The Shape Shifter
HarperCollins Publishers, Inc.Copyright © 2008 Tony Hillerman
All right reserved.ISBN: 9780060563479
Lieutenant Joe Leaphorn, retired, stopped his pickup about a hundred yards short of where he had intended to park, turned off the ignition, stared at Sergeant Jim Chee's trailer home, and reconsidered his tactics. The problem was making sure he knew what he could tell them, and what he shouldn't, and how to handle it without offending either Bernie or Jim. First he would hand to whomever opened the door the big woven basket of fruit, flowers, and candies that Professor Louisa Bourbonette had arranged as their wedding gift, and then keep the conversation focused on what they had thought of Hawaii on their honeymoon trip, and apologize for the duties that had forced both Louisa and him to miss the wedding itself. Then he would pound them with questions about their future plans, whether Bernie still intended to return to her job with the Navajo Tribal Police. She would know he already knew the answer to that one, but the longer he could keep them from pressing him with their own questions, the better. Maybe he could avoid that completely. It wasn't likely. His answering machine had been full of calls from one or the other of them. Full of questions. Why hadn't he called them back with the details of that Totter obituary he wanted them to look into? Why was he interested? Hadn't he retired as he'd planned? Was this some old cold case he wanted to clear up as a going away present to the Navajo Tribal Police? And so forth.
Louisa had provided him with a choice of two solutions. Just go ahead and swear them both to secrecy and tell them the whole truth and nothing but the truth. Or just say he simply couldn't talk about it because it was all totally confidential.
"Don't forget, Joe," Louisa had said, "they're both in the awful gossiping circuit you police people operate. They're going to be hearing about the murders, and the shooting, and all the rest of it, and by the time it gets passed along second-, third-, and fourth-hand, it's all going to seem a lot more horrible than what you told me." With that, Louisa had paused, shaken her head, and added: "If that's possible."
Both of Louisa's suggestions were tempting, but neither was practical. Chee and Bernie were both sworn-in officers of the law (or Bernie would be again as soon as the papers were signed) and telling them everything he knew would put them in an awful ethical position. Sort of the same position he had landed in himself, which he really didn't want to think about right now.
Instead he'd think about Chee and Bernie, starting with how Bernie had already seemed to have a civilizing influence on Jim, judging from the nice white curtains Leaphorn could see in the trailer's windows, and—even more dramatic—the attractive blue-and-white mailbox with a floral design substituted for the rusty old tin box that had always before received Chee's mail. Not, Leaphorn guessed, that many people had been writing to Jim.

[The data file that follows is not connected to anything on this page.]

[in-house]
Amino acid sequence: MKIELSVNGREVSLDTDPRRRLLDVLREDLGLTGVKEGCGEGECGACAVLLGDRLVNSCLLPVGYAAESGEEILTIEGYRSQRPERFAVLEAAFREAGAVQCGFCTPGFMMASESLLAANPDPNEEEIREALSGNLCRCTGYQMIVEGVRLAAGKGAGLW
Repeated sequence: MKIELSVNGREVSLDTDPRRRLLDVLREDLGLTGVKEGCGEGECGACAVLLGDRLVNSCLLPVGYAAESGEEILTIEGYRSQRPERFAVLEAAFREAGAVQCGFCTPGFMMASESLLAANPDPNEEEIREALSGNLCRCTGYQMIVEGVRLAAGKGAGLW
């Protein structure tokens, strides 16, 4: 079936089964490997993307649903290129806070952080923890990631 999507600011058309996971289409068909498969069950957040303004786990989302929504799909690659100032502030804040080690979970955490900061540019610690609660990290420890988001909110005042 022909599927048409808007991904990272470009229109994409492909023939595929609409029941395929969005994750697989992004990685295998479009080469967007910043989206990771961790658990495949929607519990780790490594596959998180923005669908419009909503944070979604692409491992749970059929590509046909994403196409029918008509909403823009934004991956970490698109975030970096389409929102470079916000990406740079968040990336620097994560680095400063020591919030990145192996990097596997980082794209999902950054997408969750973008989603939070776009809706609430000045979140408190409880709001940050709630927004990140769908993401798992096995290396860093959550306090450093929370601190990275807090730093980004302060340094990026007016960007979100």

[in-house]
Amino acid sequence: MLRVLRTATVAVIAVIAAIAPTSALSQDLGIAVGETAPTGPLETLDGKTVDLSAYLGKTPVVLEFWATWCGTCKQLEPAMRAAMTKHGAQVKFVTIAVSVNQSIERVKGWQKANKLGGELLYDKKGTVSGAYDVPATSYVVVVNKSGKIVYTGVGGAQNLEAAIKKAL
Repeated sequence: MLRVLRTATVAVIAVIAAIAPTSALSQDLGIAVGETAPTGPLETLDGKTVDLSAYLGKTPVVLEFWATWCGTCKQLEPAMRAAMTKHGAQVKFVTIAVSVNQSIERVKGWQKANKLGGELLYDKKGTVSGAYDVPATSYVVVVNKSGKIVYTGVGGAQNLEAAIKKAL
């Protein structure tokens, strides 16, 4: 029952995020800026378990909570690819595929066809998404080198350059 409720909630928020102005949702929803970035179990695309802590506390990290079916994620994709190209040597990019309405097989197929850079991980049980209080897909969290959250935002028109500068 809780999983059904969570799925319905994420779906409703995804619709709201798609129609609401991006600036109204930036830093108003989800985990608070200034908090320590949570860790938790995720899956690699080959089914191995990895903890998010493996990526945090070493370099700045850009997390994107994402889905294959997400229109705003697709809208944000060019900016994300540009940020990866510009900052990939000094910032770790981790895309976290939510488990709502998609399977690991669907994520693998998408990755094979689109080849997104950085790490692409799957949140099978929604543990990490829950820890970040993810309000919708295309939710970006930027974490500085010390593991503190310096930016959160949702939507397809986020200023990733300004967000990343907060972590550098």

Leaphorn restarted his engine and began the slow drive toward the house. Just as he did, the door opened. And there was Bernie, waving to him, and Chee right behind her, big grin on his face. Quit worrying, Leaphorn told himself. I'm going to enjoy this. And he did.
Chee took the basket, looking as if he had no idea what to do with it. Bernie rescued it, declaring it was just what they needed and how thoughtful it was of him and Louisa, and how the basket was beautifully woven, neatly waterproofed with pinyon sap, and would long be treasured. Then came the hand shaking, and the hugs, and inside for coffee and conversation. Leaphorn kept it on the Hawaii trip as long as he could, listening to Bernie's report on her arrangements to rejoin the tribal police and her chances of being assigned to Captain Largo's command and being posted at Teec Nos Pos, which would be convenient, presuming that Chee would still be working out of Shiprock.
And so it went, coffee sipped, cookies nibbled, lots of smiling and laughing, exuberant descriptions of swimming in the cold, cold Pacific surf, a silly scene in which an overenthusiastic Homeland Security man at the Honolulu Airport had been slapped by an elderly woman he was frisking, had seized her, and had been whacked again by her husband, who turned out to be a retired, oft-decorated Marine Corps colonel. This resulted in the Homeland Security supervisor wanting the colonel arrested, and an airport official, who turned out to be an army survivor of the Korean War, apologizing to the colonel's wife and giving the Homeland Security pair a loud public lecture on American history. All happy, easy, and good-natured.
But then Sergeant Jim Chee said: "By the way, Lieutenant, Bernie and I have been wondering what got you interested in the Totter obituary. And why you never called us again. We would have been willing to do some more checking on it for you."
"Well, thanks," Leaphorn said. "I knew you would do it, but I knew of a fellow living right there in Oklahoma City who sort of volunteered for the job. No use bothering you honeymooners again. By the looks of things, you've decided to settle in right here. Right? Great place, here, right on the bank of the San Juan River."
But that effort to change the subject didn't work.
"What did he find out for you?" Bernie asked.
Leaphorn shrugged. Drained his coffee cup, extended it toward Bernie, suggesting the need for a refill. "Didn't amount to anything," he said. "Great coffee you're making, Bernie. I bet you didn't follow Chee's old formula of 'too little grounds, boiled too long.'"
Chee was grinning at Leaphorn, ignoring the jibe.
"Come on, Lieutenant, quit the stalling. What'd you find out? And what got you so interested in the first place?"